One notation the incoming 49ers coaching staff made upon arriving in Santa Clara: not enough sleds.
Blocking sleds – a wide variety of them – are a favorite of defensive-line coach Jerry Azzinaro, who has his young group of linemen whaling away at the unwieldy metal objects throughout practice. After all, Azzinaro reasons, his players aren’t allowed to hit offensive linemen during the ongoing non-padded practices and they have to hit something.
“When you’re in these minicamps and OTA situations, you don’t have the opportunity to put your hands on people in a violent manner,” he said Wednesday. “So that’s really the only tool that we have to use our hands in a violent manner.”
Azzinaro, 57, is a one-time college linebacker with a stocky build. He has a shock of curly, gray hair he wears combed back, a white beard and spectacles, all of which give him the appearance of Santa Claus.
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Hitting the sled over and over and over again creates a certain toughness that we want.
49ers defensive coordinator Jim O’Neil
Except he’s not exactly merry. The 34-year coaching veteran doesn’t like interviews – all the 49ers assistants are available to the media this week per league mandate – and he comes off as crusty, gruff and a bit profane when he does them.
“If you try to be phony or try to be full of (profanity), it presents problems,” he said of his approach. “I just try to do what I do.”
Like longtime 49ers defensive-line coach Jim Tomsula before him, Azzinaro is in constant motion on the practice field, barking out instructions as his players go through their sled routine.
“Go, go … GO!”
“Tempo, combo now. Combo! Let’s go!”
And as with Tomsula, the defensive linemen love him.
“He’s the reason why I committed to Oregon,” said first-round draft pick DeForest Buckner, who played under Azzinaro and 49ers coach Chip Kelly for one season with the Ducks. “He likes to make a personal connection with everybody. He likes to know his players and help them build as a man off the field and a man on the field.”
Buckner and Arik Armstead, who also played at Oregon, are familiar with Azzinaro’s heavy-metal workouts. For the veterans who are used to walking past rusty, mildewed blocking sleds, however, they were a bit of a surprise.
Said defensive coordinator Jim O’Neil: “Those guys are ready to come out here with gasoline and torches and send those things up in flames.”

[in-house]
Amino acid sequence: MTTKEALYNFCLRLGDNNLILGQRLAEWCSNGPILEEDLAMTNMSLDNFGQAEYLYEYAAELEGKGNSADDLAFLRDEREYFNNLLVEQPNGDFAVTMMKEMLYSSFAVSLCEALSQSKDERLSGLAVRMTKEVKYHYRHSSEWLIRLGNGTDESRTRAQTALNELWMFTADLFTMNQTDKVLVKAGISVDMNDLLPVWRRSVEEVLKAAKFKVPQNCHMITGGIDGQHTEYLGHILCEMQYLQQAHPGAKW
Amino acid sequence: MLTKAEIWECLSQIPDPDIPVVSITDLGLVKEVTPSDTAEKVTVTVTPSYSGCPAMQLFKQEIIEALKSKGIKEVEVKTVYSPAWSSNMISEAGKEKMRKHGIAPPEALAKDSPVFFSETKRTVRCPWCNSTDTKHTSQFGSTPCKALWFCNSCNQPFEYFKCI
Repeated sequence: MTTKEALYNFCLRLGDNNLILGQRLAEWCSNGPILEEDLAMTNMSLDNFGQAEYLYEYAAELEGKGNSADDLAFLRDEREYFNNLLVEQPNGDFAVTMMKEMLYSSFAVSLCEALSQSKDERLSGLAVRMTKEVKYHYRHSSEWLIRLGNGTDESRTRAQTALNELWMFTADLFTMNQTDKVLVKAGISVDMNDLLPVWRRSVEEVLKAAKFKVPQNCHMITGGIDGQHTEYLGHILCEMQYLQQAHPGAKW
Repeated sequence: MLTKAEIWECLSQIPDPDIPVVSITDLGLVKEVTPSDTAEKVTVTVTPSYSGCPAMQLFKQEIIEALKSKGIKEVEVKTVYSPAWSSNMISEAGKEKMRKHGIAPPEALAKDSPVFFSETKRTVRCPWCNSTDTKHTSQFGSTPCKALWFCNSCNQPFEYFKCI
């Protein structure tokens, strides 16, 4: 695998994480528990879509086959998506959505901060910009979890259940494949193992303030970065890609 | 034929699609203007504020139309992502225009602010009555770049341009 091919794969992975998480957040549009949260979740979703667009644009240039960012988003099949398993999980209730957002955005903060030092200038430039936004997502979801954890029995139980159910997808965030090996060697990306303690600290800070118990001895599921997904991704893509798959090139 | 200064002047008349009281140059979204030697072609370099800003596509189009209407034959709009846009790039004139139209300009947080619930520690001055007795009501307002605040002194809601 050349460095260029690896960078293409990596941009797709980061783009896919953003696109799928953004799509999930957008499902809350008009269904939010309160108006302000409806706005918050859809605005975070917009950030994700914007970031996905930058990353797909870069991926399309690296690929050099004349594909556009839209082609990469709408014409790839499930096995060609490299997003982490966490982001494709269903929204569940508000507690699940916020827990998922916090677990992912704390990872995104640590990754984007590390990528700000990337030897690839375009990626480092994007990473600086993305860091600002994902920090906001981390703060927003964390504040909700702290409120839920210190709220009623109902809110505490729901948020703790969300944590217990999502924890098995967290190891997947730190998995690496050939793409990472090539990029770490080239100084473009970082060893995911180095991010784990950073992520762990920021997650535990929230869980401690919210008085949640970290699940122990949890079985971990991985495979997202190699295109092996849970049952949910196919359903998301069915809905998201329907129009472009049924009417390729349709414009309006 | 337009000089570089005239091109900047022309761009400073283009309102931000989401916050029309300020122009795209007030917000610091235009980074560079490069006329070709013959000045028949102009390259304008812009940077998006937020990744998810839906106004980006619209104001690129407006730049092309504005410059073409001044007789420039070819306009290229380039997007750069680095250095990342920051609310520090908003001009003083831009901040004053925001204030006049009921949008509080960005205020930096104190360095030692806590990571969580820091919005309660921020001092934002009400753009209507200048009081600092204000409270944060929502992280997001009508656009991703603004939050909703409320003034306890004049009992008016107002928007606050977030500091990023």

Buckner said the various types of sleds are designed to sharpen different techniques when it comes to striking an opponent. A defensive linemen must strike one way on a running play, another when pass rushing. There are wide strikes and tight strikes, strikes meant to defeat a single blocker and strikes for double teams.
Kelly, who also had Azzinaro on his Philadelphia Eagles staff, said he’s watched the spring sled work have an effect in the fall.
When you’re in these minicamps and OTA situations, you don’t have the opportunity to put your hands on people in a violent manner. So that’s really the only tool that we have to use our hands in a violent manner.
49ers defensive-line coach Jerry Azzinaro
“Wherever he’s been, I think his D-line is known for technique and how well they use their hands,” Kelly said. “To me, there’s a direct correlation between how much they use the sled. You obviously can’t do it against other bodies because of the injury factor, but you can do it on a sled. I think there’s a direct correlation, and you see it with how good our guys have been in their hand placement.”
Led by Justin Smith and Ray McDonald, the 49ers’ recent defensive lines built a reputation for being difficult to penetrate. McDonald, however, was dismissed at the end of the 2014 season, and Smith retired last summer. Last year, the 49ers finished 29th against the run and 27th against the pass.
This season, coaches will have to rely upon young players such as Armstead, Buckner, Quinton Dial and Mike Purcell, especially if veterans such as Ian Williams, who is dealing with an ankle injury, and Glenn Dorsey, who is coming back from an ACL tear, aren’t available early.
O’Neil, who ordered a shipment of new sleds before the spring sessions, said the work Azzinaro is doing now is building a mentality with those young linemen.
“It sets a tone,” he said. “Hitting the sled over and over and over again creates a certain toughness that we want.”